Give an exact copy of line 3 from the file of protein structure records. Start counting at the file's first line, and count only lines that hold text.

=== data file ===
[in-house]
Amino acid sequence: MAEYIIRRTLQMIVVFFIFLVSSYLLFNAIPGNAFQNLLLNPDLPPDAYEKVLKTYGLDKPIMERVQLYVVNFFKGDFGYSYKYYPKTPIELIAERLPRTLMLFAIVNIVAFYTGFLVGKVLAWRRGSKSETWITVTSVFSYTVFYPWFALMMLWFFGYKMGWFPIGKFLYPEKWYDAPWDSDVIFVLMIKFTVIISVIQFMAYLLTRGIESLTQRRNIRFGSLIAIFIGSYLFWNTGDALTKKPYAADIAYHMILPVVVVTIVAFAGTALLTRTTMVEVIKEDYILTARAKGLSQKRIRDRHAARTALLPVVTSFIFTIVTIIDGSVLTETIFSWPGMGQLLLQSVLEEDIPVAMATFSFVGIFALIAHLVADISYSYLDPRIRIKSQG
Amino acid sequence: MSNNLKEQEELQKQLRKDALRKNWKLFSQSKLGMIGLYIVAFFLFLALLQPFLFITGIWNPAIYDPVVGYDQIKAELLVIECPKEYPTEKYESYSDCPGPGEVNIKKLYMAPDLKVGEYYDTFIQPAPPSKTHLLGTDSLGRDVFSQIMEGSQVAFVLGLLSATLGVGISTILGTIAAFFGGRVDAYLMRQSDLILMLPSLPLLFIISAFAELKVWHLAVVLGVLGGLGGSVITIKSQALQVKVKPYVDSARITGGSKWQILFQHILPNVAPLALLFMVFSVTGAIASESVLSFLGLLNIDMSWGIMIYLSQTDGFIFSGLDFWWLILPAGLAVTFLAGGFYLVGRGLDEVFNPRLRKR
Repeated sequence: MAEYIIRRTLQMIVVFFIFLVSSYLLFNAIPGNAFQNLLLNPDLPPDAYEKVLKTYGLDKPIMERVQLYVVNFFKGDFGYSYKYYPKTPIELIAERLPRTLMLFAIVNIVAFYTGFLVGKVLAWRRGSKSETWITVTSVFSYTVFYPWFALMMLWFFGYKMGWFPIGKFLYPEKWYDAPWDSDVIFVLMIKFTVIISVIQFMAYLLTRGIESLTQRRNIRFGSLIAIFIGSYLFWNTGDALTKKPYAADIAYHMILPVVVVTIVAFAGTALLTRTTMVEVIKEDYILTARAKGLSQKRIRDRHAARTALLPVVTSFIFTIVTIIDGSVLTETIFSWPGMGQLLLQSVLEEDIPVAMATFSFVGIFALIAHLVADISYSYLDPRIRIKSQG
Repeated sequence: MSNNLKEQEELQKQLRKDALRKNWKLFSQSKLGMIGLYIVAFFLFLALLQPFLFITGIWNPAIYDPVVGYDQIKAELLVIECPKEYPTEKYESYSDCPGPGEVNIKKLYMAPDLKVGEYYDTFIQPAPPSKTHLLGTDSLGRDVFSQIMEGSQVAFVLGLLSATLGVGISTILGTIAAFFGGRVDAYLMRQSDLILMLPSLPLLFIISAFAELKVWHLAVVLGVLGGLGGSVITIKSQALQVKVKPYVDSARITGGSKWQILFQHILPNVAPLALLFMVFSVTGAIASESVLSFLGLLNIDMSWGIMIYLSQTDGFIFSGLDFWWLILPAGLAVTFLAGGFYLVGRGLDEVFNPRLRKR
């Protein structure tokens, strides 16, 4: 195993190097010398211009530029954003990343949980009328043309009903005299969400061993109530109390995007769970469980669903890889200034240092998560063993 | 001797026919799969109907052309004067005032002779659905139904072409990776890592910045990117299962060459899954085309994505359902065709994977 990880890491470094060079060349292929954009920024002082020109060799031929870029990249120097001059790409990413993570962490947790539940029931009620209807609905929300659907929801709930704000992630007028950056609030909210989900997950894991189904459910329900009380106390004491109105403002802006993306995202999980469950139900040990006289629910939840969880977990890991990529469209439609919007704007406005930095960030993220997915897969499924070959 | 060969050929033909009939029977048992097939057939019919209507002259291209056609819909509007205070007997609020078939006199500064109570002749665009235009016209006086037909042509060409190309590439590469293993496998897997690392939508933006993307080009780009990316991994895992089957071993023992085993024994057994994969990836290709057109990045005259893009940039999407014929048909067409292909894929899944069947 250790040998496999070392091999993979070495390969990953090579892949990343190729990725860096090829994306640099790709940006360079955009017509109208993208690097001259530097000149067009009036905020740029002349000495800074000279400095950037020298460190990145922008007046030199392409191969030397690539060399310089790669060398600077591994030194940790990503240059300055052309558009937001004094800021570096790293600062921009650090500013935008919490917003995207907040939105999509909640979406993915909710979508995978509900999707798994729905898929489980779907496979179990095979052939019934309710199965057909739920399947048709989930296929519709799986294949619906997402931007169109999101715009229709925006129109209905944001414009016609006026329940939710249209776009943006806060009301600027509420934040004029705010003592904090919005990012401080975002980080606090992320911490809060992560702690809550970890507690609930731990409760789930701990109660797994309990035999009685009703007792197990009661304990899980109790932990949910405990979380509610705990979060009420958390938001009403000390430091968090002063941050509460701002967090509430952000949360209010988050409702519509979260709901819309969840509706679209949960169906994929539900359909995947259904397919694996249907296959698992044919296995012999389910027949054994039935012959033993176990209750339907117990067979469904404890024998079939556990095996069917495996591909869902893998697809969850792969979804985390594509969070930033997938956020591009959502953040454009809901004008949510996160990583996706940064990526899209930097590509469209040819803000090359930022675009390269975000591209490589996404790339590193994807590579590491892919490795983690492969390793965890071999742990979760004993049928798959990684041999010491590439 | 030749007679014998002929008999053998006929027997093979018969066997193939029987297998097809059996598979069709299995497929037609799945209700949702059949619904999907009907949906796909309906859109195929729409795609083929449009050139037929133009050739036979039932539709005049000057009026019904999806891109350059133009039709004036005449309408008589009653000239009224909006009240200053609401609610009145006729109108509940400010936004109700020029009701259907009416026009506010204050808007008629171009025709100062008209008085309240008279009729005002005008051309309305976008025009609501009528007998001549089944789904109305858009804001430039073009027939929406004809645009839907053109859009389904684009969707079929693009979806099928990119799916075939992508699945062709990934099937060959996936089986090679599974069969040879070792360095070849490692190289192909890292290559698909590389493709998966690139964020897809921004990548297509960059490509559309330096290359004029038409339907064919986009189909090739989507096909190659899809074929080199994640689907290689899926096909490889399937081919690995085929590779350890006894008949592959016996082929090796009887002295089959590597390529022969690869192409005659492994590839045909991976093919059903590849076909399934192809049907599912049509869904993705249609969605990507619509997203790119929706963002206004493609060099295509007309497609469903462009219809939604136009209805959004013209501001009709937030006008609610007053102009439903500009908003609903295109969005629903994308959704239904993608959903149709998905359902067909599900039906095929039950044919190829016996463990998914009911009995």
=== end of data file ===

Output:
Amino acid sequence: MSNNLKEQEELQKQLRKDALRKNWKLFSQSKLGMIGLYIVAFFLFLALLQPFLFITGIWNPAIYDPVVGYDQIKAELLVIECPKEYPTEKYESYSDCPGPGEVNIKKLYMAPDLKVGEYYDTFIQPAPPSKTHLLGTDSLGRDVFSQIMEGSQVAFVLGLLSATLGVGISTILGTIAAFFGGRVDAYLMRQSDLILMLPSLPLLFIISAFAELKVWHLAVVLGVLGGLGGSVITIKSQALQVKVKPYVDSARITGGSKWQILFQHILPNVAPLALLFMVFSVTGAIASESVLSFLGLLNIDMSWGIMIYLSQTDGFIFSGLDFWWLILPAGLAVTFLAGGFYLVGRGLDEVFNPRLRKR